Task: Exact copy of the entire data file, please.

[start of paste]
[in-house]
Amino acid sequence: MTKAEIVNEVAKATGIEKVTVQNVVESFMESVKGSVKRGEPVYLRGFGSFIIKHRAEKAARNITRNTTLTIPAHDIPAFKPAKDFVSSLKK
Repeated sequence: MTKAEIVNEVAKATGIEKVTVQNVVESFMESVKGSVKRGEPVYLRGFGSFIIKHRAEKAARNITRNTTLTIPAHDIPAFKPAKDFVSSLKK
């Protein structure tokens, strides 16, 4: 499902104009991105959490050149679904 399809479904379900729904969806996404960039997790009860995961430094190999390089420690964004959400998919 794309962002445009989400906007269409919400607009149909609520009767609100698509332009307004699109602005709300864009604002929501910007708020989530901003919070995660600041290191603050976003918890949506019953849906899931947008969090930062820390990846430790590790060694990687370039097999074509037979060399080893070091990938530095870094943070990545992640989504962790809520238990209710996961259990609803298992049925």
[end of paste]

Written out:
[in-house]
Amino acid sequence: MTKAEIVNEVAKATGIEKVTVQNVVESFMESVKGSVKRGEPVYLRGFGSFIIKHRAEKAARNITRNTTLTIPAHDIPAFKPAKDFVSSLKK
Repeated sequence: MTKAEIVNEVAKATGIEKVTVQNVVESFMESVKGSVKRGEPVYLRGFGSFIIKHRAEKAARNITRNTTLTIPAHDIPAFKPAKDFVSSLKK
């Protein structure tokens, strides 16, 4: 499902104009991105959490050149679904 399809479904379900729904969806996404960039997790009860995961430094190999390089420690964004959400998919 794309962002445009989400906007269409919400607009149909609520009767609100698509332009307004699109602005709300864009604002929501910007708020989530901003919070995660600041290191603050976003918890949506019953849906899931947008969090930062820390990846430790590790060694990687370039097999074509037979060399080893070091990938530095870094943070990545992640989504962790809520238990209710996961259990609803298992049925």